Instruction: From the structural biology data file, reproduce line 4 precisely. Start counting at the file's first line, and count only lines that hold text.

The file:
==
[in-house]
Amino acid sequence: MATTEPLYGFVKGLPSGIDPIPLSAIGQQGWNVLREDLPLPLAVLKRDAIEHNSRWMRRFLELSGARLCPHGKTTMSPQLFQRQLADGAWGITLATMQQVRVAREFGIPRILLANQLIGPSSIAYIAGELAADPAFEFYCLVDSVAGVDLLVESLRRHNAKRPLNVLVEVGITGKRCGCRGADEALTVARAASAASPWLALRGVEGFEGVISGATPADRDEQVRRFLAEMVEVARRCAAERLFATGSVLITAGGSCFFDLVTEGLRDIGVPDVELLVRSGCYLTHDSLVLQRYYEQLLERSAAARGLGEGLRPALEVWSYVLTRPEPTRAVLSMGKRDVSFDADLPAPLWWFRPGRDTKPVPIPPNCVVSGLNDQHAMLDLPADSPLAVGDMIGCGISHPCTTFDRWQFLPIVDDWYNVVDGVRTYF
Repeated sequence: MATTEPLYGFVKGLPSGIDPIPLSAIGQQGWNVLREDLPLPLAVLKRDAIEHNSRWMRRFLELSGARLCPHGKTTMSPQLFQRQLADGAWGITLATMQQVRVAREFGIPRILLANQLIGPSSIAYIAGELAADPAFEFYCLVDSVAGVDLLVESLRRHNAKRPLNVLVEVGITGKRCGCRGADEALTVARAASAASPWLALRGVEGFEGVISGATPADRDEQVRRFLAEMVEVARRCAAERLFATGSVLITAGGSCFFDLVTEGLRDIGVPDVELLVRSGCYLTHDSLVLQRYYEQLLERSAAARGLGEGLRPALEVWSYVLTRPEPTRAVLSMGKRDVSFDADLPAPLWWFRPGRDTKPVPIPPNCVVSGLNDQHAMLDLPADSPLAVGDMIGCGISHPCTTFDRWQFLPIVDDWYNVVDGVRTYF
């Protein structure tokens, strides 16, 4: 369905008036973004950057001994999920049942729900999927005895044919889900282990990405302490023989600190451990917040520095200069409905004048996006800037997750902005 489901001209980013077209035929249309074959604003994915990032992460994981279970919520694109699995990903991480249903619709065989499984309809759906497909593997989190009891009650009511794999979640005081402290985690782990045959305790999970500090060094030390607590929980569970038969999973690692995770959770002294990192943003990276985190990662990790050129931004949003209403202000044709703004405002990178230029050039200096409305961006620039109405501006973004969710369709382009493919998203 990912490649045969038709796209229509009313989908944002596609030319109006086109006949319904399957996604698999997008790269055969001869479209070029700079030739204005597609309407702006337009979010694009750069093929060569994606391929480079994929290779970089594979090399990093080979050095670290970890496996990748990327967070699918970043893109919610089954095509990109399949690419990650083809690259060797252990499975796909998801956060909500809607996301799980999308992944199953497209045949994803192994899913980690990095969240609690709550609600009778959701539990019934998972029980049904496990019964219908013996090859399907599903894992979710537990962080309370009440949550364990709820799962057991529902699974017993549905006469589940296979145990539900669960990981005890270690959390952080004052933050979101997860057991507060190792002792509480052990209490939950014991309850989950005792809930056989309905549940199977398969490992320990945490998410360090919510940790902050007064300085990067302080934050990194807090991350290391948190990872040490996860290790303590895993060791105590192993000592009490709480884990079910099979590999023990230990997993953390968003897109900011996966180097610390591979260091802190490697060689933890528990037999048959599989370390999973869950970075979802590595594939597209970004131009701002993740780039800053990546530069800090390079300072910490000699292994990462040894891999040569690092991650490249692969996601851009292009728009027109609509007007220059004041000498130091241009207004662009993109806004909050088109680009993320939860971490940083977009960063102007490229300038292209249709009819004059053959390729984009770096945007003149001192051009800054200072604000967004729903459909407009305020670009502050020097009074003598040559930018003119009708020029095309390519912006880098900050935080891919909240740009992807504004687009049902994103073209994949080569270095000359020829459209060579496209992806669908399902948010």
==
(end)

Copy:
């Protein structure tokens, strides 16, 4: 369905008036973004950057001994999920049942729900999927005895044919889900282990990405302490023989600190451990917040520095200069409905004048996006800037997750902005 489901001209980013077209035929249309074959604003994915990032992460994981279970919520694109699995990903991480249903619709065989499984309809759906497909593997989190009891009650009511794999979640005081402290985690782990045959305790999970500090060094030390607590929980569970038969999973690692995770959770002294990192943003990276985190990662990790050129931004949003209403202000044709703004405002990178230029050039200096409305961006620039109405501006973004969710369709382009493919998203 990912490649045969038709796209229509009313989908944002596609030319109006086109006949319904399957996604698999997008790269055969001869479209070029700079030739204005597609309407702006337009979010694009750069093929060569994606391929480079994929290779970089594979090399990093080979050095670290970890496996990748990327967070699918970043893109919610089954095509990109399949690419990650083809690259060797252990499975796909998801956060909500809607996301799980999308992944199953497209045949994803192994899913980690990095969240609690709550609600009778959701539990019934998972029980049904496990019964219908013996090859399907599903894992979710537990962080309370009440949550364990709820799962057991529902699974017993549905006469589940296979145990539900669960990981005890270690959390952080004052933050979101997860057991507060190792002792509480052990209490939950014991309850989950005792809930056989309905549940199977398969490992320990945490998410360090919510940790902050007064300085990067302080934050990194807090991350290391948190990872040490996860290790303590895993060791105590192993000592009490709480884990079910099979590999023990230990997993953390968003897109900011996966180097610390591979260091802190490697060689933890528990037999048959599989370390999973869950970075979802590595594939597209970004131009701002993740780039800053990546530069800090390079300072910490000699292994990462040894891999040569690092991650490249692969996601851009292009728009027109609509007007220059004041000498130091241009207004662009993109806004909050088109680009993320939860971490940083977009960063102007490229300038292209249709009819004059053959390729984009770096945007003149001192051009800054200072604000967004729903459909407009305020670009502050020097009074003598040559930018003119009708020029095309390519912006880098900050935080891919909240740009992807504004687009049902994103073209994949080569270095000359020829459209060579496209992806669908399902948010």